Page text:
There is a conversation I often have whenever I meet someone new and it goes something like this:
Friend: So what do you do?
Me: I’m a librarian.
Friend: Oh, that’s great! I love libraries, (pause) but aren’t libraries fading away now that we have computers and Google and eBooks?
Me: (gearing up to explain the relevance of public libraries in this age of technology):
People often have this nostalgic view of libraries as quiet, lovely spaces to read and learn. I remember the library as a treasure chest of children’s books because I didn’t have lots of books in my home, or later as a source of great recreational reading materials. In college, I used it for research. It was a source of books and information. I think of the library as a quiet and safe place in every community I’ve ever lived. So many library buildings have historical significance and stand as a reminder of the past. That nostalgic view is still part of the library of today. But we are so much more.
Today’s library offers a hybrid space of yesterday’s primarily print world and tomorrow’s primarily digital world. There is still a digital divide in this country, an uneven distribution of knowledge, especially in rural areas. Access to knowledge is important for a democratic society. We provide a way for those who do not have a computer or internet service at home to access that world of information. For those who carry mobile devices and for all those students with iPads, free wireless is here for them. We even lend Wi-Fi hotspots.
We provide both physical and digital materials: Our library still provides more than 50,000 books, movies, music, games and educational materials. We also have more than 12,000 eBooks and eAudiobooks ready for free downloads through our Overdrive subscription service. And thousands more free eBooks, eAudio, movies and music through our Hoopla service.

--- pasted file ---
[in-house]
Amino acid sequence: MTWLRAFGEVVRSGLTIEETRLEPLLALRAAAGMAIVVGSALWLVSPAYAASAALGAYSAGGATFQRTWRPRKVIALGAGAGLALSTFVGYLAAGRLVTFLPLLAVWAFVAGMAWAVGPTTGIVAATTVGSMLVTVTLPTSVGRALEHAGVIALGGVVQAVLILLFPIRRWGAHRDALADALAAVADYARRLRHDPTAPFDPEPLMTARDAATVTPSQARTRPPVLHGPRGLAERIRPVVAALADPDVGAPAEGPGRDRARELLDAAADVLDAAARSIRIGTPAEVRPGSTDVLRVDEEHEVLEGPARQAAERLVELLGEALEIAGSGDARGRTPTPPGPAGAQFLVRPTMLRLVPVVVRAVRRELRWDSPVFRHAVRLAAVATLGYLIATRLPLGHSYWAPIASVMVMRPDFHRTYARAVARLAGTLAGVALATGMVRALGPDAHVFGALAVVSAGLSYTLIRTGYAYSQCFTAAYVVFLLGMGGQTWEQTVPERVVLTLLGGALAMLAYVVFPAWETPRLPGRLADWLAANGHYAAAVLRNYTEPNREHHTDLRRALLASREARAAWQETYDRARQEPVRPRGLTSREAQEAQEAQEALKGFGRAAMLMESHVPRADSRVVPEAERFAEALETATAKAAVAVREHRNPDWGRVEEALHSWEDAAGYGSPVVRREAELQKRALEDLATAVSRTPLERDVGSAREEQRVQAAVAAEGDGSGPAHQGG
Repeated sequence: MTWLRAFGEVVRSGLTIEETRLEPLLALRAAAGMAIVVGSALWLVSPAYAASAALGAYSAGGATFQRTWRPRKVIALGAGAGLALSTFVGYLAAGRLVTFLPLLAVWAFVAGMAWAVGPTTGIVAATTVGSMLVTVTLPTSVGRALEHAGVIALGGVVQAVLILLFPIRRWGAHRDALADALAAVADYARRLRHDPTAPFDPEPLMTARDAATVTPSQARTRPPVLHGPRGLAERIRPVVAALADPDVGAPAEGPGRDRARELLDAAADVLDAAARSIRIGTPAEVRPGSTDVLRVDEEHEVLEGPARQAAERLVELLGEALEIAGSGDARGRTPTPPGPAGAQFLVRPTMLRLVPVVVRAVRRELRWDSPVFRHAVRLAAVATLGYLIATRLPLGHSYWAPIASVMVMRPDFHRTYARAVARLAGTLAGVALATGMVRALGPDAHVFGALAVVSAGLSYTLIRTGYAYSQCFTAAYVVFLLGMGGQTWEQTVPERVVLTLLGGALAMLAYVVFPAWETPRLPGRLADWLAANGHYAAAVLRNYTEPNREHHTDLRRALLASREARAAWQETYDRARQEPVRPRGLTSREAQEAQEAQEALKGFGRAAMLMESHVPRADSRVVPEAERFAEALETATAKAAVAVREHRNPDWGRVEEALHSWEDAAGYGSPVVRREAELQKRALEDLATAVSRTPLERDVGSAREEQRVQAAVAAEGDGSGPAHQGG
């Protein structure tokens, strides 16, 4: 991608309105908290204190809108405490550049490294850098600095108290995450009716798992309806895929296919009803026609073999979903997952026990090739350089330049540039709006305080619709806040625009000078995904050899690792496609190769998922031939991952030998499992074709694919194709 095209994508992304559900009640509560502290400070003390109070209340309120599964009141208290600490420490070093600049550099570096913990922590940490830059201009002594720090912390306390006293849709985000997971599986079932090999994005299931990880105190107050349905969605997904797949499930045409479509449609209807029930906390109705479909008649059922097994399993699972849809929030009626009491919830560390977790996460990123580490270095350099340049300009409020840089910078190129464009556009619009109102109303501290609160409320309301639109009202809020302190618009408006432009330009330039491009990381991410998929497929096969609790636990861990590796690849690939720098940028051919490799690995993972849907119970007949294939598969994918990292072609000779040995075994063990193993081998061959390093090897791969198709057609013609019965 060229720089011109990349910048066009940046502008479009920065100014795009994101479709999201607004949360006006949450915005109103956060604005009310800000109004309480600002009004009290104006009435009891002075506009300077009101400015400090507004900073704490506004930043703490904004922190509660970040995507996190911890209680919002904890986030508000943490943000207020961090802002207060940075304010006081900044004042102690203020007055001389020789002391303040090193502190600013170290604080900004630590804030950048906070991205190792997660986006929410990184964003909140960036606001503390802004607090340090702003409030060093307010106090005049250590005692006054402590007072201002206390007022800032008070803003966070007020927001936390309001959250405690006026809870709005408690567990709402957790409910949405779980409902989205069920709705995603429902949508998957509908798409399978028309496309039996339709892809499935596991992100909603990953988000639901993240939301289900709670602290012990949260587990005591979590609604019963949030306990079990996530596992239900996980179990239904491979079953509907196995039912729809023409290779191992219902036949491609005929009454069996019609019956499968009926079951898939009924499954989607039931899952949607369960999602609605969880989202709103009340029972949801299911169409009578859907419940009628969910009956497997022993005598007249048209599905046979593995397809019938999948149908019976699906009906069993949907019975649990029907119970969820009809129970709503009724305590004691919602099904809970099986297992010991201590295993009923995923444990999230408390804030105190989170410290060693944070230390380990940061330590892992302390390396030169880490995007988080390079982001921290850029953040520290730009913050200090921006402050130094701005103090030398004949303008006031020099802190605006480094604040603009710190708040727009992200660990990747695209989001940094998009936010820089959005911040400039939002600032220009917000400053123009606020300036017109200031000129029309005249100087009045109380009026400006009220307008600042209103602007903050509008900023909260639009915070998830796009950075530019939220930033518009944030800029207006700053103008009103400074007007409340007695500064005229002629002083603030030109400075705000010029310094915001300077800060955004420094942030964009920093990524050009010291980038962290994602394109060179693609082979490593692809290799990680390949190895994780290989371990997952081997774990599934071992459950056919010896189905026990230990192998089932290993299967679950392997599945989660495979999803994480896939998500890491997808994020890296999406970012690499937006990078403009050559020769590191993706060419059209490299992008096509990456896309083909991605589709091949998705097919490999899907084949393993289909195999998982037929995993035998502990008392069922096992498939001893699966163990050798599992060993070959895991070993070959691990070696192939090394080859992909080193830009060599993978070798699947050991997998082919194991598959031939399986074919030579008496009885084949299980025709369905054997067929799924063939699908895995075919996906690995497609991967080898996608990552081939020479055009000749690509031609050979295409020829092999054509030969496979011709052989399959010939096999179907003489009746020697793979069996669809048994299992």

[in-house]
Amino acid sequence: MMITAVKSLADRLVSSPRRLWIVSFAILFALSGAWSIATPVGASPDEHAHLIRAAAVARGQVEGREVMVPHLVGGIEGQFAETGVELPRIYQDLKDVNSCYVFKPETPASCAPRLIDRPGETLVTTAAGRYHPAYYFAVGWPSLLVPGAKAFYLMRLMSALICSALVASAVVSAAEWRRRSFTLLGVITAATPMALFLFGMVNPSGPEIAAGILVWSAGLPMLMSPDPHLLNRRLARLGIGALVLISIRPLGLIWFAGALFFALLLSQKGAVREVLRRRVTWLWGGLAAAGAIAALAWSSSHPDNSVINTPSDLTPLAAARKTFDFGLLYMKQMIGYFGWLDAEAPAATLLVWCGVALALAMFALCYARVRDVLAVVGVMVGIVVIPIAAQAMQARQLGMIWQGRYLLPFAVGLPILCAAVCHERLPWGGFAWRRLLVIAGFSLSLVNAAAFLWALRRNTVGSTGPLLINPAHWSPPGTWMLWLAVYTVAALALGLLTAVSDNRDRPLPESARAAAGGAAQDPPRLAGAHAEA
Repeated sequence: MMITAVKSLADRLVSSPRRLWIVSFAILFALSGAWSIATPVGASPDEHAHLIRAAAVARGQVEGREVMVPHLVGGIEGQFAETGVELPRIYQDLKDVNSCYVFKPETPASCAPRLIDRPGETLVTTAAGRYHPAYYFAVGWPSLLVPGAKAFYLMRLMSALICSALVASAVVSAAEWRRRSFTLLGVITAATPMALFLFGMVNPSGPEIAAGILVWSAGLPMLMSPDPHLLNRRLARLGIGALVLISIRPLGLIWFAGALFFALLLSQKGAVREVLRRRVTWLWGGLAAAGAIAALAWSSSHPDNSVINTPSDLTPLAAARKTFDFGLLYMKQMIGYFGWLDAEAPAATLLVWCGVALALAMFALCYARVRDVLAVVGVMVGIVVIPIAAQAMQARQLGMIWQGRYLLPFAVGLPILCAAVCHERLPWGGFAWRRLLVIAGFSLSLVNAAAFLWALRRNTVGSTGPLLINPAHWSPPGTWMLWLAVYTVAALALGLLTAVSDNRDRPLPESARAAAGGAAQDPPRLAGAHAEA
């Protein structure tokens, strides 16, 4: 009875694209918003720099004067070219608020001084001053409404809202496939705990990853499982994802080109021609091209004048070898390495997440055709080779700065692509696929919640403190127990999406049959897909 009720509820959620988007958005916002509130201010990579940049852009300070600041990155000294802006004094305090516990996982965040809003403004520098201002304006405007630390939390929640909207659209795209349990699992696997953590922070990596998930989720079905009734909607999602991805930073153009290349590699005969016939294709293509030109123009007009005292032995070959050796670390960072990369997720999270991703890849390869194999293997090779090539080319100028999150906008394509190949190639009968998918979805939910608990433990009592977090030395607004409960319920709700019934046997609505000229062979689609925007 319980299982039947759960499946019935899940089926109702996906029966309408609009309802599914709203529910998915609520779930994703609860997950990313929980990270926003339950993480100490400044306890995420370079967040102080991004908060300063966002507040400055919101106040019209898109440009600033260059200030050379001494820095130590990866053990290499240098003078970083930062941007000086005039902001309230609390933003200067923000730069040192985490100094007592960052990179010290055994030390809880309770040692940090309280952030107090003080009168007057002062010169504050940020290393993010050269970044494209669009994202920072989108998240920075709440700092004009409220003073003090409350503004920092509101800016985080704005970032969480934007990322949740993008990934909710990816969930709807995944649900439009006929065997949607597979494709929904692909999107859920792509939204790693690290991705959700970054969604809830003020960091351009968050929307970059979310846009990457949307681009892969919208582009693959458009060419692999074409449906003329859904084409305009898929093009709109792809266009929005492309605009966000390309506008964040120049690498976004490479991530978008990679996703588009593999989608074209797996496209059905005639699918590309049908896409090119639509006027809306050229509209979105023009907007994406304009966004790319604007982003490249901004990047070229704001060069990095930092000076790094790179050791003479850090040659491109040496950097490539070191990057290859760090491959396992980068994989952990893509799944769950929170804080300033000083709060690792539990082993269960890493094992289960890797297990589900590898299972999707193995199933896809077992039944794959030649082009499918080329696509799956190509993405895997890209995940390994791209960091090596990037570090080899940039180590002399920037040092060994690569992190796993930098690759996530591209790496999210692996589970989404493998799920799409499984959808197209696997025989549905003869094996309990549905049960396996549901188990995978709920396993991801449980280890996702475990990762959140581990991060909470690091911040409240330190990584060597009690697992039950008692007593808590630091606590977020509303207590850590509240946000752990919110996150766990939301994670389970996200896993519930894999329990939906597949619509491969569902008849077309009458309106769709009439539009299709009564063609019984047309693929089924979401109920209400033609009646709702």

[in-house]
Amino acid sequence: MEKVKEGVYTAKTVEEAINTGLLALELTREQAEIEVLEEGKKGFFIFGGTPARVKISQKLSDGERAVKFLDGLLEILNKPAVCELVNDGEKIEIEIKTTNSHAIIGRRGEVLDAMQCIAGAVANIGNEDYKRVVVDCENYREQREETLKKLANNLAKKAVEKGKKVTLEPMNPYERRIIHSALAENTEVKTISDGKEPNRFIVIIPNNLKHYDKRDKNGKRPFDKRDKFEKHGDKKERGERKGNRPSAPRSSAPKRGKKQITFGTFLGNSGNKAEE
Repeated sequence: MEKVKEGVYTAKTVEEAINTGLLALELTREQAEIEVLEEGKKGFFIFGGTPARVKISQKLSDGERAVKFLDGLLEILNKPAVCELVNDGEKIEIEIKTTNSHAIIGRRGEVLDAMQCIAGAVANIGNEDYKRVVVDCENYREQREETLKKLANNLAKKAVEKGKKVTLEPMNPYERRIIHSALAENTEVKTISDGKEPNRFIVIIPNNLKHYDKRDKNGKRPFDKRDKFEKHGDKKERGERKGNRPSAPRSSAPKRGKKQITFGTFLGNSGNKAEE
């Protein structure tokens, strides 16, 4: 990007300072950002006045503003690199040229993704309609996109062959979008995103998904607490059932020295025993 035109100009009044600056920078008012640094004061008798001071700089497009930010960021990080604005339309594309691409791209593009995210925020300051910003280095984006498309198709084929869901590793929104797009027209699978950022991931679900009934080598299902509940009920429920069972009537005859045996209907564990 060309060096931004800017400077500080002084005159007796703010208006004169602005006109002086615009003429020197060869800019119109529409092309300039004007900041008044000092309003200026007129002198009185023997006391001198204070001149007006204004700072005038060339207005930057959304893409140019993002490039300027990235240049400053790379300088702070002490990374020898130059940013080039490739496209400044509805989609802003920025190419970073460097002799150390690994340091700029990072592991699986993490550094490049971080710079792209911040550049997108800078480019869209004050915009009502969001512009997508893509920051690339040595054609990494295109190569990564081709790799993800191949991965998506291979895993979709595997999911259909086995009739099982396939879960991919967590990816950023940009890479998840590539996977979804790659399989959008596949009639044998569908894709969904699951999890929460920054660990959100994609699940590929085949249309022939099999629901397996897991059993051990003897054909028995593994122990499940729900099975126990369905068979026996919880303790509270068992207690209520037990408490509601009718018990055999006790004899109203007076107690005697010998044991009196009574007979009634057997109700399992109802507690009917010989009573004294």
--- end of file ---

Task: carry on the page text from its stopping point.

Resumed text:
Our 39 public computers are equipped with current software and we provide friendly librarians to help people learn how to use those resources. So much of what the librarians do now is related to helping people use technology. Most libraries today provide technology reference services. Our librarians can answer most basic tech questions and will search for answers to harder ones. Call your local library to set up an appointment.
Children use the AWE Stations that are loaded with educational games. We teach technology classes at the library and offer free online classes through Lynda.com. These classes are offered to help people become more comfortable with computers and provide training for today’s marketplace and online social spaces. Check library websites for current classes.
Our website gives patrons a way to order books and other materials from home. It provides a way to access historical local newspapers, oral histories of Charlevoix elders and links to community information. For the genealogist, there’s Ancestry.com. For the student, there are databases filled with current, cutting-edge information.
Interested in 3-D printing? Stop in the main lobby to see them in action, or take a class to learn how to create your own 3-D prints. And think about using our quick charging station for your mobile devices.
We live in a time of rapid and transformative changes in the world of publishing, information technologies and learning. We are always looking for ways to engage and create meaningful and lasting experiences for library users and those who don’t traditionally use libraries. Our challenge is to determine what our patrons want and need right now, and then determine how we can provide services to support them.
We are still a quiet, lovely space to read and learn, but our reach goes beyond the physical book. Libraries are more relevant and used more than ever before. In the past, it was all about the books; now it’s about information and connections.
So what do I say to the people that think we are fading away?
“No worries, libraries are doing OK.”
Call or visit your library’s website for a full list of their tech services.